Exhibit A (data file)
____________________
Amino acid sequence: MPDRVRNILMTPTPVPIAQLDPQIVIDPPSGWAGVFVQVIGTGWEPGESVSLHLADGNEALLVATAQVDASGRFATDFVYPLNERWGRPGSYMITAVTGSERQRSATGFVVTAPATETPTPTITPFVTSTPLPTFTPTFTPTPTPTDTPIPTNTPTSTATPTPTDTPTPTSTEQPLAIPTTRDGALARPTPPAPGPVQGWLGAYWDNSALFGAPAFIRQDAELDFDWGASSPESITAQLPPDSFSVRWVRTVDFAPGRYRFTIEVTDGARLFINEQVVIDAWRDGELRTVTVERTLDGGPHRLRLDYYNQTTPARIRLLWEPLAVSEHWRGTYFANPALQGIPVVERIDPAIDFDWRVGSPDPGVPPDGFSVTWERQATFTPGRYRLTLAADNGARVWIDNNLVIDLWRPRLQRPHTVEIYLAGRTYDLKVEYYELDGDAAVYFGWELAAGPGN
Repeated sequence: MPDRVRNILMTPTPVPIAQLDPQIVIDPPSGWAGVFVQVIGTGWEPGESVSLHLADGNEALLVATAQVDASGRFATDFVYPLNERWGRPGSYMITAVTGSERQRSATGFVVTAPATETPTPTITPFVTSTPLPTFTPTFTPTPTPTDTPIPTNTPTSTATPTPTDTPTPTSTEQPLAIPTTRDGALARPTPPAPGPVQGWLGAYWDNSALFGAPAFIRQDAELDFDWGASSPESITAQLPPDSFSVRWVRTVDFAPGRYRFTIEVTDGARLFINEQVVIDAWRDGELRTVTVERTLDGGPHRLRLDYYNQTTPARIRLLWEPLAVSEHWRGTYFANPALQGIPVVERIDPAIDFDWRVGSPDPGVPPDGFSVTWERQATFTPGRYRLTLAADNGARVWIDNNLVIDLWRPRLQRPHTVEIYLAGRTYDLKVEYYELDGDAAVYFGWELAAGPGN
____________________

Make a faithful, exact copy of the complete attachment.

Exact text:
Amino acid sequence: MPDRVRNILMTPTPVPIAQLDPQIVIDPPSGWAGVFVQVIGTGWEPGESVSLHLADGNEALLVATAQVDASGRFATDFVYPLNERWGRPGSYMITAVTGSERQRSATGFVVTAPATETPTPTITPFVTSTPLPTFTPTFTPTPTPTDTPIPTNTPTSTATPTPTDTPTPTSTEQPLAIPTTRDGALARPTPPAPGPVQGWLGAYWDNSALFGAPAFIRQDAELDFDWGASSPESITAQLPPDSFSVRWVRTVDFAPGRYRFTIEVTDGARLFINEQVVIDAWRDGELRTVTVERTLDGGPHRLRLDYYNQTTPARIRLLWEPLAVSEHWRGTYFANPALQGIPVVERIDPAIDFDWRVGSPDPGVPPDGFSVTWERQATFTPGRYRLTLAADNGARVWIDNNLVIDLWRPRLQRPHTVEIYLAGRTYDLKVEYYELDGDAAVYFGWELAAGPGN
Repeated sequence: MPDRVRNILMTPTPVPIAQLDPQIVIDPPSGWAGVFVQVIGTGWEPGESVSLHLADGNEALLVATAQVDASGRFATDFVYPLNERWGRPGSYMITAVTGSERQRSATGFVVTAPATETPTPTITPFVTSTPLPTFTPTFTPTPTPTDTPIPTNTPTSTATPTPTDTPTPTSTEQPLAIPTTRDGALARPTPPAPGPVQGWLGAYWDNSALFGAPAFIRQDAELDFDWGASSPESITAQLPPDSFSVRWVRTVDFAPGRYRFTIEVTDGARLFINEQVVIDAWRDGELRTVTVERTLDGGPHRLRLDYYNQTTPARIRLLWEPLAVSEHWRGTYFANPALQGIPVVERIDPAIDFDWRVGSPDPGVPPDGFSVTWERQATFTPGRYRLTLAADNGARVWIDNNLVIDLWRPRLQRPHTVEIYLAGRTYDLKVEYYELDGDAAVYFGWELAAGPGN